Saints will be looking to make it eighteen straight home victories on Saturday when fellow high fliers Middlesbrough visit St. Mary’s.
Boro have looked an impressive outfit under returning local Tony Mowbray, playing nice flowing football and conceding goals has become a rare occurrence. Currently lying in third place, three points behind leaders Saints, the Teesside club have only lost once so far in the league, away at Nottingham Forest,
It is already looking like a key game, as both clubs will be hoping their good starts to the season will see them in the promotion shake up in May.
Amongst the visiting squad, will be one ex-Saint….
The Melbourne born forward started his career in his native Australia, playing for Gippsland Falcons and Cranbourne Comets before Saints snapped him up on a youth contract in 2000.
Despite some impressive performances at youth and reserve level, ‘Skippy’ struggled to force his way into the first team setup at the Dell. Battling with the likes of James Beattie, Kevin Davies, Brett Ormerod, Marian Pahars and errr Agustin Delgado, McDonald had to go out on loan to get regular football. Spells with Huddersfield Town and then AFC Bournemouth followed but he didn’t impress new Saints boss Gordon Strachan enough to retain him and he was released in the summer of 2003.
The tenacious frontman only made three appearances for the first team, and although he looked lively he lacked the quality required to sustain a Premier League place.
After Saints, he was ironically signed for his beloved Celtic by Strachan via spells with Wimbledon and Motherwell, and it was Strachan again who brought him to the North East. The Australian international was in impressive goalscoring form for Boro towards the end of last season, but has only scored once so far in this campaign at Barnsley in August.
I was lucky enough to catch up with Scott Gordon, a former teammate of McDonald’s in the Saints Academy setup. Here is what Scott had to say about his namesake:-
‘I played alongside the ‘wizard from Oz’ about 10/11 years ago. Well when he was there I did. Scott Mc was a talent even at 17 when he first came to Saints, so more often than not he was jetting around the world playing for Australia in various Youth International games and tournaments.
Our first game was away to Charlton on a pitch hidden behind the corner of the Valley Stadium. We lost 1-0 and it was slim pickings that day for Maccers.
Scott was and still is a fantastic player. Small but strong as a bull, he could hold off the biggest of defenders. A great first touch and lightning fast feet got him a few kicks from me in training. But as always he got up and on with it. He was never one for crying at the ref or taking a tumble at the slightest push.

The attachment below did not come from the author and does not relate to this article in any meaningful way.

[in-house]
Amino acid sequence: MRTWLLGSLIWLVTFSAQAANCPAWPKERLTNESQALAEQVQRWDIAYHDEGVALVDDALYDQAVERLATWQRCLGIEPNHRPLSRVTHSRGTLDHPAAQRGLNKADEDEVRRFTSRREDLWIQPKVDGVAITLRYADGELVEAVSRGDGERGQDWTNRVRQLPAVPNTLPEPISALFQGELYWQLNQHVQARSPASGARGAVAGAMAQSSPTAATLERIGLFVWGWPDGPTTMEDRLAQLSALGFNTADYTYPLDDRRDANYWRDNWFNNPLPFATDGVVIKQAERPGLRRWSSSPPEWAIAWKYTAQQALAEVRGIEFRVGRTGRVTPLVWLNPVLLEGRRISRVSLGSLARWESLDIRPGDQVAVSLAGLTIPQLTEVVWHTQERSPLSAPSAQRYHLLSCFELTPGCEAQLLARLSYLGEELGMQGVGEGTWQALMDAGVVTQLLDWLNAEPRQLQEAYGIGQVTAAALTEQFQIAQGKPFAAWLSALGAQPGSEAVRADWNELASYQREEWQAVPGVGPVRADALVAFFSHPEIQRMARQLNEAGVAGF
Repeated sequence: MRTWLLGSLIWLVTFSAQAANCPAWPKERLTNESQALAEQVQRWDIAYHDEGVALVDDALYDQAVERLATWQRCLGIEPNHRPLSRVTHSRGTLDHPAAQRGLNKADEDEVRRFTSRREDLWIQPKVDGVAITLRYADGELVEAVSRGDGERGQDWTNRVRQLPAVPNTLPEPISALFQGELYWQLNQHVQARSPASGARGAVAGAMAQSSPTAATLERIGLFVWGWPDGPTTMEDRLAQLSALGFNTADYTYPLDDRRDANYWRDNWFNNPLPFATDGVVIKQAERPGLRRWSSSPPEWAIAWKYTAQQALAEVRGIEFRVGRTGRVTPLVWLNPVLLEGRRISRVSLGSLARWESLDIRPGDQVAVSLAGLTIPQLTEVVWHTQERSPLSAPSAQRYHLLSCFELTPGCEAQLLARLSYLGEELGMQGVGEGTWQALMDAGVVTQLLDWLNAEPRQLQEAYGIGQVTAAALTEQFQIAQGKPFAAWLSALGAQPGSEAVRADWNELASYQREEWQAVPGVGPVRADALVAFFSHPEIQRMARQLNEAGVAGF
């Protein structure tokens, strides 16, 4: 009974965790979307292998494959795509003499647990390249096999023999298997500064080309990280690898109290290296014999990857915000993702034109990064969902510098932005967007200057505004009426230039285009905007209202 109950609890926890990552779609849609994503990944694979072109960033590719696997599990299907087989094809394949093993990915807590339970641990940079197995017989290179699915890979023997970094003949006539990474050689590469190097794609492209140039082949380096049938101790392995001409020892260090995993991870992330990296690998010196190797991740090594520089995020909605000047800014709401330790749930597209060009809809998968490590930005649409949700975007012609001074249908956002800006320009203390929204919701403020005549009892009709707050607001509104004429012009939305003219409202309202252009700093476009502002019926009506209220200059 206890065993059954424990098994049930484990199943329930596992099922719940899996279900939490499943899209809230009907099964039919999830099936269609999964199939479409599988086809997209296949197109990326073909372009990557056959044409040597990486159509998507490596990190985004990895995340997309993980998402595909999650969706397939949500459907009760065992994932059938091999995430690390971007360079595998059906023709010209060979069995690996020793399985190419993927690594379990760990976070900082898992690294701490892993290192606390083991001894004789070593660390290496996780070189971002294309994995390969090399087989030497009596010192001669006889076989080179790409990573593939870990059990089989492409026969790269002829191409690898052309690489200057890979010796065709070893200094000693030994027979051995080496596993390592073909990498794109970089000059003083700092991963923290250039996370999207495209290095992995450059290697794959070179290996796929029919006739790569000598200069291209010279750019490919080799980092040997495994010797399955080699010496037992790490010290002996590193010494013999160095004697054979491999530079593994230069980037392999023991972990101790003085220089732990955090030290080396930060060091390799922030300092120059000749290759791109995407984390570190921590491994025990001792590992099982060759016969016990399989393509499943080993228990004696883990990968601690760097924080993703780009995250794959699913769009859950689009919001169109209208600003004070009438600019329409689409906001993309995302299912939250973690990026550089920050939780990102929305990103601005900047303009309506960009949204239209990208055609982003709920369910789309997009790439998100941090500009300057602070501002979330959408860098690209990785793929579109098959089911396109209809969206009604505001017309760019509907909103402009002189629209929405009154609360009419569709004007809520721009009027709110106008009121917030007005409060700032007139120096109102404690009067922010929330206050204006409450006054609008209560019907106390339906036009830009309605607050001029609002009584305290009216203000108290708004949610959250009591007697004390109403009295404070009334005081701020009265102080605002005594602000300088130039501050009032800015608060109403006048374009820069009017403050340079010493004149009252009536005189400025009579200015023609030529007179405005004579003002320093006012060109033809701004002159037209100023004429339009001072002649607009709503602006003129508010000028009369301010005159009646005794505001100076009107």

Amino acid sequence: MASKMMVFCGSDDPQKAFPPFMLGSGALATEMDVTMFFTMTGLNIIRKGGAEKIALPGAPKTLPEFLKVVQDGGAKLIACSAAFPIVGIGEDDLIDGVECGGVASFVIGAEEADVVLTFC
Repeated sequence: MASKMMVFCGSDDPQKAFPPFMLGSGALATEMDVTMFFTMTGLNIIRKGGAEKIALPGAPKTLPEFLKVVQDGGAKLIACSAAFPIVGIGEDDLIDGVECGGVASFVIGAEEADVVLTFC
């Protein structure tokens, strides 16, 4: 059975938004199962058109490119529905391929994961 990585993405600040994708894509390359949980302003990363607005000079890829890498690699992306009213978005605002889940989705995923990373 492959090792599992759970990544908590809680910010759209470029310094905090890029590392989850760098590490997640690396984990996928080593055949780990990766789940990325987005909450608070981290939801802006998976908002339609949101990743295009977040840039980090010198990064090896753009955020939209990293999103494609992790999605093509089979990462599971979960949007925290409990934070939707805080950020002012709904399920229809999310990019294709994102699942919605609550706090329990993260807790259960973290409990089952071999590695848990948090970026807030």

Around our digs he liked to show off his strong Scottish roots by proudly wearing his Celtic shirt. And maybe it was just me, but every now and then I could hear a wee Scottish brogue through his Aussie accent.
We could all tell he was going to make it, and along with Brian Howard and Chris Baird he went on to ‘bigger and better things’ away from St Marys.
Every time he comes on the tv I do make a point of saying “I used to play alongside him you know”.’
Middlesbrough fan David McNally gave me his thoughts on the Antipodean striker:-
‘Scott could be a game and season changing player for Boro. Last seasons top scorer has hit a frustrating patch in front of goal but is still an important and hard working member of the team.
Scott arrived with a big goal scoring reputation from SPL giants Celtic fleeing Tony Mowbray’s revolution to reunite with Gordon Strachan. Both managers failed and as Boro’s season nose dived so did Scott’s chances of making Australia’s world cup squad. Mowbray returned to Boro to rescue his home town club from relegation. Many assumed the players Mowbray had let go from Celtic and then inherited at Boro would be moved on again with Scott a prime candidate.
This was not the case and Mowbray breathed new life in to the team and notably Scott.
Mowbray paired the rejuvenated Marvin Emnes with Scott McDonald. The pairing sparked as Boro destroyed Hull 4-2 away. As Leroy Lita departed Boro fans stayed calm and trusted in the pairs ability and as the start to the season proved the trust was repaid. Scott’s hard work, first touch and link up play has led to goals and chances for team mates while taking his focus off of goal scoring. He has earned himself a recall to the Australian squad since Mowbray’s arrival.’
A lot was made of Manchester United’s 6-1 reverse to their arch rivals City at the weekend, and it was the first time the Premier League giants had conceded six goals in a game in fifteen years.
Fifteen years to this very day in fact.
Then Saints manager Graeme Souness had had an indifferent start to the 1996/97 season, but headed into the game on the back of two straight home wins against Middlesbrough and Sunderland. These were the only victories of the season so far though. Both had been impressive, Saints scoring four and three goals against their North East opponents respectively without reply. The new look attacking lineup of Eyal Berkovic, Le Tiss and Egil Ostenstad proving potent.
The visit of the champions was likely to be a different prospect. United themselves came to the Dell having lost their last league game 5-0 at St. James Park, though they did have a midweek victory over Swindon Town inbetween.
Many feared a backlash from United, and the thought of Beckham, Scholes, Cantona et al taking on the likes of Richard Dryden and Alan Neilsen at the back, not to mention unproven new boy Claus Lundekvam was not one for the feint hearted.